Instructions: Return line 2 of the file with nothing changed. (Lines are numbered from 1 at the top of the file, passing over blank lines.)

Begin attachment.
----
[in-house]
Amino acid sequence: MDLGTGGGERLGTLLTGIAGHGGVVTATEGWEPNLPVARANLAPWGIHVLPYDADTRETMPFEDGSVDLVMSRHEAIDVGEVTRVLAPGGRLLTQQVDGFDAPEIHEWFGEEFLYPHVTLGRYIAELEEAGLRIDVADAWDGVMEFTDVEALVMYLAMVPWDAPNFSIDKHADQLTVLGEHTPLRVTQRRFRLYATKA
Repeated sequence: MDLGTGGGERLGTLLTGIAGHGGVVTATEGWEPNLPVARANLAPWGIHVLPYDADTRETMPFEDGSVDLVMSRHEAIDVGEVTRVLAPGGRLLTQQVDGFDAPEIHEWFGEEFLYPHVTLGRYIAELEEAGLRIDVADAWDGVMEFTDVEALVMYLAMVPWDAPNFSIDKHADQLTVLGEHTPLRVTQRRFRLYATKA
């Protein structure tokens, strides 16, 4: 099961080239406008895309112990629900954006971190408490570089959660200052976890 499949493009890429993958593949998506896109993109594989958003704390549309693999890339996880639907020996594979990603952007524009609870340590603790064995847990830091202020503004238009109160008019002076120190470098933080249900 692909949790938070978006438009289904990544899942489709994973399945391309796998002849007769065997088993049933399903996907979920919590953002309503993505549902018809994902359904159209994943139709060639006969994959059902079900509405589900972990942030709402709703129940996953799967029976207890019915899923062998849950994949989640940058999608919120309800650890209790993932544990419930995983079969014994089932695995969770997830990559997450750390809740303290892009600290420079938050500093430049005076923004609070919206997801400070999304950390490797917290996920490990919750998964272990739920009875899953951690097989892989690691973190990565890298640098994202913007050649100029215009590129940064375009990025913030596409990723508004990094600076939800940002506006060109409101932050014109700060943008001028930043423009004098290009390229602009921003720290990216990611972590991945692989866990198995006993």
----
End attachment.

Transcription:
Amino acid sequence: MDLGTGGGERLGTLLTGIAGHGGVVTATEGWEPNLPVARANLAPWGIHVLPYDADTRETMPFEDGSVDLVMSRHEAIDVGEVTRVLAPGGRLLTQQVDGFDAPEIHEWFGEEFLYPHVTLGRYIAELEEAGLRIDVADAWDGVMEFTDVEALVMYLAMVPWDAPNFSIDKHADQLTVLGEHTPLRVTQRRFRLYATKA